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Review of Stones in his Pockets at Hampton Hill Theatre

Stones In His Pockets: Photographer Joanna Leppink - Handwritten Photography.
Stones In His Pockets: Photographer Joanna Leppink – Handwritten Photography.

Now twenty years old, Marie Jones’ Stones in His Pockets is one of the most challenging plays I have ever seen for it requires – no, demands – exceptional performances from its cast. Nothing less will do.

This is because each of the two actors is required to play multiple characters: some young and some old; some male and some female; some Irish, some American, some British. Caricatures and cod-Oirishness won’t cut the mustard. And the actors have to switch seamlessly among these characters, often in the same speech. A challenge then for any amateur company. It is with some pleasure to report that for Teddington Theatre Club, their new production of Stones in His Pockets, at the Hampton Hill Theatre, is a welcome return to top form.

Stones in His Pockets is set in rural Ireland where a film, ‘The Quiet Valley’ is being made, providing income and other opportunities for the locals many of whom have been engaged to play, well, locals. We see the movie progress from the perspective of two of the extras, one a local lad and the other from the North, hoping to find an opportunity to get someone in Hollywood to read a script he has written. On the way to the play’s conclusion, there will be plenty of laughter, good craic, and some sadness.

Undaunted by the demanding aspects of the script, the director, Wesley Henderson Roe, assisted by Heather Stockwell, has decided to make things even more challenging by staging the production in the round. In the round productions can often be plagued by sightline problems and, while there were one or two moments here when one wished one could have seen precisely what was going on behind the actors backs as the actors faced another part of the audience, such moments were few and far between. This reflects the considerable effort that Roe has gone to break down moves and scenes so that key actions play out, subtly, more than once or in brief slices round the compass, and the whole of the acting space is used with consideration for everyone in the audience. And the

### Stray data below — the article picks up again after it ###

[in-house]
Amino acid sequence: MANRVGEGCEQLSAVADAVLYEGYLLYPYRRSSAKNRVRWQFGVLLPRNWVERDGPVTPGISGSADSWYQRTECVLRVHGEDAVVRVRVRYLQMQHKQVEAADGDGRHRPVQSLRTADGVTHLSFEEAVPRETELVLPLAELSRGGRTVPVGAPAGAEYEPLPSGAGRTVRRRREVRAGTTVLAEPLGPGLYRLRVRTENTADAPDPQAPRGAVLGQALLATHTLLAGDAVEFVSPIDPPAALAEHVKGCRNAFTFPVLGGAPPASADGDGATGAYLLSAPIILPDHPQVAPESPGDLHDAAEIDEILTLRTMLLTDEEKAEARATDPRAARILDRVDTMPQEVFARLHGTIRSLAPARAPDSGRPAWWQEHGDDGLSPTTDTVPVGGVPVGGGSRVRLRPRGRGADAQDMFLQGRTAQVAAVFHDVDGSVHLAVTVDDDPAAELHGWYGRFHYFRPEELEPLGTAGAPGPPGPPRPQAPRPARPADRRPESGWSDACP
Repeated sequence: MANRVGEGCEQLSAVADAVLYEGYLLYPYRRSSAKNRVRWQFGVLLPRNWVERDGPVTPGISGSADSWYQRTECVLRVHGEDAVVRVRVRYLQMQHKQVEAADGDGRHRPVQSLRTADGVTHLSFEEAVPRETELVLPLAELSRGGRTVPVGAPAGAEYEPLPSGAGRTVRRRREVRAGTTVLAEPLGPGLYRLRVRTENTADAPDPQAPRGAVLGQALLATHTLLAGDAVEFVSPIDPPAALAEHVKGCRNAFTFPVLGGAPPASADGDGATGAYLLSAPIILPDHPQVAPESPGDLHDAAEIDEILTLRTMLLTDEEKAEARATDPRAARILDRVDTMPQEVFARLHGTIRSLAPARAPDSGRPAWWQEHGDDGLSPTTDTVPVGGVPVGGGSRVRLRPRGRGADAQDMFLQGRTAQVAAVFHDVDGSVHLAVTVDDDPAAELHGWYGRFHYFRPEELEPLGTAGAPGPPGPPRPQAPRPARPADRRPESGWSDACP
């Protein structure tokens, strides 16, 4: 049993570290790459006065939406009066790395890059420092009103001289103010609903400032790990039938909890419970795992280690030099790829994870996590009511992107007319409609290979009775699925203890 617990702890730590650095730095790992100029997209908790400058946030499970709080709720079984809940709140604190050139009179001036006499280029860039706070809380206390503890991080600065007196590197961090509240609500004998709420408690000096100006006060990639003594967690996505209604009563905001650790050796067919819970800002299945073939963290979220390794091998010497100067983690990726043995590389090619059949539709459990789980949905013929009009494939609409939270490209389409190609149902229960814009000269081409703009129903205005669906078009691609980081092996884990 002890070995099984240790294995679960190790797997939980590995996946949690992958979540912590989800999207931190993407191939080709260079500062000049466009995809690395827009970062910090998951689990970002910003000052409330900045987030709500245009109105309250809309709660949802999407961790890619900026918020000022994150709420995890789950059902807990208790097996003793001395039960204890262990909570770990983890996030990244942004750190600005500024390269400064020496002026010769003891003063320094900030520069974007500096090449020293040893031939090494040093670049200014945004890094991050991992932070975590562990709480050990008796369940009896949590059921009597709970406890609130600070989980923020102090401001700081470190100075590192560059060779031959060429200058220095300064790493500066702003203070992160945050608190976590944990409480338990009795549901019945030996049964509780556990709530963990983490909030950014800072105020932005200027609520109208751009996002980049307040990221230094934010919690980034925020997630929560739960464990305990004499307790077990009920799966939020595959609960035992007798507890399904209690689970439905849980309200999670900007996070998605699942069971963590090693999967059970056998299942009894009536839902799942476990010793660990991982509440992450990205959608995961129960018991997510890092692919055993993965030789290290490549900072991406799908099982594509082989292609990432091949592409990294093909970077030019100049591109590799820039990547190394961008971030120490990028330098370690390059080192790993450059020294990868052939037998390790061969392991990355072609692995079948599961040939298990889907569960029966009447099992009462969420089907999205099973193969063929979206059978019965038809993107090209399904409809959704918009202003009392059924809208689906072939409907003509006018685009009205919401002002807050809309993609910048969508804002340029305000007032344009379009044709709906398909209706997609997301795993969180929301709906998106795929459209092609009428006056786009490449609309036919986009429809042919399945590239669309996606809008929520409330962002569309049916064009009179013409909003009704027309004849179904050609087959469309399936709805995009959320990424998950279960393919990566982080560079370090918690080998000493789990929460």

audience certainly needed to know what was going on from the very start for it soon became clear that in Roe’s production their full attention was required because the actors were almost as likely to be speaking to them as to each other. In the hands of a less capable director this could have been just a gimmick but here the blurring of the boundaries between the watchers and the watched was wholly justified.

But however effective the direction and however competent the lighting and design, any production of Stones in His Pockets must rest on the performances. And what a pair of performances these are! Brendan Leddy and Ian Kinane are outstandingly good. Kinane gives one of the best physical comedy performances I have seen at an amateur level, bringing to life a child, an old man “with age and envy … grown into a hoop” and a vivacious young woman – all distinct and all memorable; equally so are Leddy’s multiple impersonations, including a bodyguard, an A-list actress and a slightly less than A-list director.

Stones in His Pockets is not a challenge to be taken on lightly but for those with the necessary courage and competence, it provides – as it does here – an immensely entertaining night out.

5 Star Rating

Review by Louis Mazzini

When Charlie, from Co. Antrim, and Jake, from Co. Kerry, meet as extras on a Hollywood film shoot in Ireland they strike up an unusual friendship. As the days tick by and their pay adds up they learn more about themselves, their local community and the people who have arrived in it than either would have imagined.

By Marie Jones
Directed by Wesley Henderson Roe
Dates: Sunday 29th April – Saturday 5th May

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